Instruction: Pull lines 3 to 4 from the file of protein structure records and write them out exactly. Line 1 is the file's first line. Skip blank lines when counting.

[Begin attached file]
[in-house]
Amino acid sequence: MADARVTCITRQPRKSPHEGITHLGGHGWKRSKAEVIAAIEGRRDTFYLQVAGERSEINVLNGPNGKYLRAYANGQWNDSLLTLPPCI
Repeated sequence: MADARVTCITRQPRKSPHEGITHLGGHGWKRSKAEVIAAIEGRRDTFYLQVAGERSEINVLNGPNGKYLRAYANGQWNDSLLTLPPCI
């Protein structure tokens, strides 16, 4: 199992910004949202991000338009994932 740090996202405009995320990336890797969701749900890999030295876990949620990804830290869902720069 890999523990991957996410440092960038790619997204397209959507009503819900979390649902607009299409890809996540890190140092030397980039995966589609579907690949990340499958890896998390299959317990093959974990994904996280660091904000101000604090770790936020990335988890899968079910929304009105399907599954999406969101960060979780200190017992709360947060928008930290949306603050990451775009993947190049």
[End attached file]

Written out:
Repeated sequence: MADARVTCITRQPRKSPHEGITHLGGHGWKRSKAEVIAAIEGRRDTFYLQVAGERSEINVLNGPNGKYLRAYANGQWNDSLLTLPPCI
């Protein structure tokens, strides 16, 4: 199992910004949202991000338009994932 740090996202405009995320990336890797969701749900890999030295876990949620990804830290869902720069 890999523990991957996410440092960038790619997204397209959507009503819900979390649902607009299409890809996540890190140092030397980039995966589609579907690949990340499958890896998390299959317990093959974990994904996280660091904000101000604090770790936020990335988890899968079910929304009105399907599954999406969101960060979780200190017992709360947060928008930290949306603050990451775009993947190049």